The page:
It is an innovative agreement and its success would definitely form the basis for automatic recognition of the higher education diplomas issued by all countries in the region and beyond.

Cooperation in education, science and innovation has been seen by both governments, since the very onset, as a top priority and it is our duty to prepare for deepening this cooperation as an urgent need to strengthen our human capital.

Implementation and materialization of the European Union’s investment plan in the Western Balkans by joining forces and minds to jointly draft and prepare quality projects with a significant impact on both countries is another top priority.

Once construction work on Tirana-Rinas-Durres railway begins, we will also sign a Memorandum of Understanding, as we already agreed during the previous meeting, to immediately embark on the feasibility study regarding construction of the railway between Durres and Prishtina.

It is a long-time dream and ambition steadily expressed by the governments on both sides of the border, but we rightly feel a sign of relief today for the fact that we are taking another step and we are confident that depending on quality of this feasibility study, we will be able to jointly present the project and access funds under the EU investment package.

On the other hand, we are fully aware of the need to open the markets and boost economic and trade interaction on both sides of the border.

We are also aware that a good part of this problem has to do with the administrative barriers, mostly part of an bureaucratic indulgence and inclination to “no” rather than an objective reason not to proceed and further unblock interaction in order to fully integrate our markets and make full the interaction between our institutions in view of a total freedom of movement.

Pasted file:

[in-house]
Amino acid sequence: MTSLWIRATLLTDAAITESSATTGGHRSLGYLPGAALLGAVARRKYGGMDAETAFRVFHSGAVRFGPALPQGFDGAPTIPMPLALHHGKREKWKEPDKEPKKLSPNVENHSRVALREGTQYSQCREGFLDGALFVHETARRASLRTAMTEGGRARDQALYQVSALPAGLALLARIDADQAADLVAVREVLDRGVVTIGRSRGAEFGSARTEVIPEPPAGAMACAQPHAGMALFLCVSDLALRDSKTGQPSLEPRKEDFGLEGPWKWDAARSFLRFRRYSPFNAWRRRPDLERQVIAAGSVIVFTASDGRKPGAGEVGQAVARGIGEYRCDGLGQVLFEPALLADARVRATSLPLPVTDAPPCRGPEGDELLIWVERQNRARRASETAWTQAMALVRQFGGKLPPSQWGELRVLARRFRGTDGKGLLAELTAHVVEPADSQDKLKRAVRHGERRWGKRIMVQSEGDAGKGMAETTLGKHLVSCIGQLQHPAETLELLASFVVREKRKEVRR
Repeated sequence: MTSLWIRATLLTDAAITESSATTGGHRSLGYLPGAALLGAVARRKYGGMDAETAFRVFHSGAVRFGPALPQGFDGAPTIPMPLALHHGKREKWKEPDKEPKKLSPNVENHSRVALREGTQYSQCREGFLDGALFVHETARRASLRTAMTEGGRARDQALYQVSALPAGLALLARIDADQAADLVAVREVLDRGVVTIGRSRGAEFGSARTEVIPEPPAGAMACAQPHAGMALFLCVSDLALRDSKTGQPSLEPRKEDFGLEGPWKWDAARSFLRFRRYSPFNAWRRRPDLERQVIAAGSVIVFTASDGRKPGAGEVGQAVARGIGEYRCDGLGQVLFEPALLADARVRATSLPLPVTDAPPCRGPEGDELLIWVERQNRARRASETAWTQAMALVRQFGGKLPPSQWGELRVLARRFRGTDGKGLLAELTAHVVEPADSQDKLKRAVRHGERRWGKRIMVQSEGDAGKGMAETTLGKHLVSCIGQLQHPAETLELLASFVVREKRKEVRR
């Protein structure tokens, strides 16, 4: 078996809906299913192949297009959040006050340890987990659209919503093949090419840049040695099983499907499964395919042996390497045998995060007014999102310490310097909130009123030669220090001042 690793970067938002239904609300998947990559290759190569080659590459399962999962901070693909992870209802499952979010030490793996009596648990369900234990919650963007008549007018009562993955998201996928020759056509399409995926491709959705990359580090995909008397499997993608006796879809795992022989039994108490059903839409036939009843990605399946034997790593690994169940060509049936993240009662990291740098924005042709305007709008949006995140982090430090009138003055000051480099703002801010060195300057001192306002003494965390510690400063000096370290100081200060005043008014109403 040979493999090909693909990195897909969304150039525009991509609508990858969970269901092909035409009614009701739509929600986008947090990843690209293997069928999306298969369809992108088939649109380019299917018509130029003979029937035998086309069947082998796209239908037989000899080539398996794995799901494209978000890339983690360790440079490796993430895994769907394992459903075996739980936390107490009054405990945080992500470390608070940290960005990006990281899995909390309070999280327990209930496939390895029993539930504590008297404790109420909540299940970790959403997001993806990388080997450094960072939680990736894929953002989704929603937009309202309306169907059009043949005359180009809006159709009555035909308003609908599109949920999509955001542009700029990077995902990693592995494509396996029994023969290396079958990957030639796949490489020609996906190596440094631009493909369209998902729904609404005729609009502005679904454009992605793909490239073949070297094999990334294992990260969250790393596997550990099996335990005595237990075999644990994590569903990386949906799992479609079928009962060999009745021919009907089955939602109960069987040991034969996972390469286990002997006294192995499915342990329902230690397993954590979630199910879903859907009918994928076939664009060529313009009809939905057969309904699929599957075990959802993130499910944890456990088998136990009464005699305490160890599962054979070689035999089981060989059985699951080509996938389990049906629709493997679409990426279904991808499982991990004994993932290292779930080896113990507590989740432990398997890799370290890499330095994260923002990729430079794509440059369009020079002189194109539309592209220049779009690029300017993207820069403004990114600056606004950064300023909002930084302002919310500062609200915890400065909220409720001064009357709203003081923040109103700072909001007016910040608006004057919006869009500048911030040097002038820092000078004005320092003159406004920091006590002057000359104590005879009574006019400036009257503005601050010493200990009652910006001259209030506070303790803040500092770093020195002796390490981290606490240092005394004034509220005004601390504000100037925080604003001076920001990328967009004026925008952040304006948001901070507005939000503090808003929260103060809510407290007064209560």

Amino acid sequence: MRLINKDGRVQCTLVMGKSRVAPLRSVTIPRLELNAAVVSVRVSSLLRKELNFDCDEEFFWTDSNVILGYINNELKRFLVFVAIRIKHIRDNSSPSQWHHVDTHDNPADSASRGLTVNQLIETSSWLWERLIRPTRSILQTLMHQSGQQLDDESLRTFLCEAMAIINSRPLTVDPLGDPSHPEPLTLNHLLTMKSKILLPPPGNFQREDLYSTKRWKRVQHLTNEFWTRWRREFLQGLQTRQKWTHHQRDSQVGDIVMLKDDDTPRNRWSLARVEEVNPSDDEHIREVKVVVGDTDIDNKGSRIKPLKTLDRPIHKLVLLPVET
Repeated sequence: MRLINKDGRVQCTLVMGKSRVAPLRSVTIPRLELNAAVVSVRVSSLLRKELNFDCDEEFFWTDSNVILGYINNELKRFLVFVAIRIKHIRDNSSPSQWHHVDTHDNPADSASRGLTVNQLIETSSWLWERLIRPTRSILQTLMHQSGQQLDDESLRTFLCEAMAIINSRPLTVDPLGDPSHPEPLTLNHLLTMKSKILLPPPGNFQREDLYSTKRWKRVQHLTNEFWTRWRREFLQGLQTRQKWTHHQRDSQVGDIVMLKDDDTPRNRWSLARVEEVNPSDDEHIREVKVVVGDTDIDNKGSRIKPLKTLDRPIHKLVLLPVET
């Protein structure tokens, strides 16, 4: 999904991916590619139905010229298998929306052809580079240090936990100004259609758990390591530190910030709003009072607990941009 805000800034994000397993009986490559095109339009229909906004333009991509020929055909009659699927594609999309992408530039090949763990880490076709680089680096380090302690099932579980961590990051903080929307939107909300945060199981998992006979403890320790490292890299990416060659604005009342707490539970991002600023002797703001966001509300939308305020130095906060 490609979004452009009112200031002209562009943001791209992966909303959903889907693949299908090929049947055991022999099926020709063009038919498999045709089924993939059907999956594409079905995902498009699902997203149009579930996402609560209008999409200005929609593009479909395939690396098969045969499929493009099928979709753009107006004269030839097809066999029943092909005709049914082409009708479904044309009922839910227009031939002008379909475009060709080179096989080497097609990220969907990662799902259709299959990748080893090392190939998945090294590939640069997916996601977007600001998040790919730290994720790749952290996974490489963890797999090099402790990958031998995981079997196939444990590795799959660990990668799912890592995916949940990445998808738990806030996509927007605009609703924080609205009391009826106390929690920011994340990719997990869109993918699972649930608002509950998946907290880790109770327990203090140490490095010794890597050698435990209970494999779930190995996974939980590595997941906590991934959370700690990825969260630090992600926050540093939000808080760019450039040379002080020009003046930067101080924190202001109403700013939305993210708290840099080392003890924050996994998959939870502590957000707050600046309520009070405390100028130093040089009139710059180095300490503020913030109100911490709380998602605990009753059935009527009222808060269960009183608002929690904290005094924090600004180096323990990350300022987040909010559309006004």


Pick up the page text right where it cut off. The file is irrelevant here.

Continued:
That’s why I am very glad that we are finally signing the agreement to simplify and streamline customs procedures and goods control regulations, an agreement that was preceded by three important documents of practical value signed a day ago by the General Directorates of the Customs Administrations of both countries. The three documents are designed to unify the border crossing procedures and enforce implementation of the transit procedures based on the risk profiles.

In the last few years, we have made significant efforts to align our foreign and security policies and we already have a solid framework to further strengthen our political and diplomatic cooperation and enhance the number of our joint diplomatic missions.

This has actually been one of the discussions about which we have stricken a chord and fully agreed together with the Prime Minister and in addition to complete resonation, which has never been a big deal in none of the previous joint meetings, we can now fully afford to open up much more spaces that the consular services take place in shared buildings.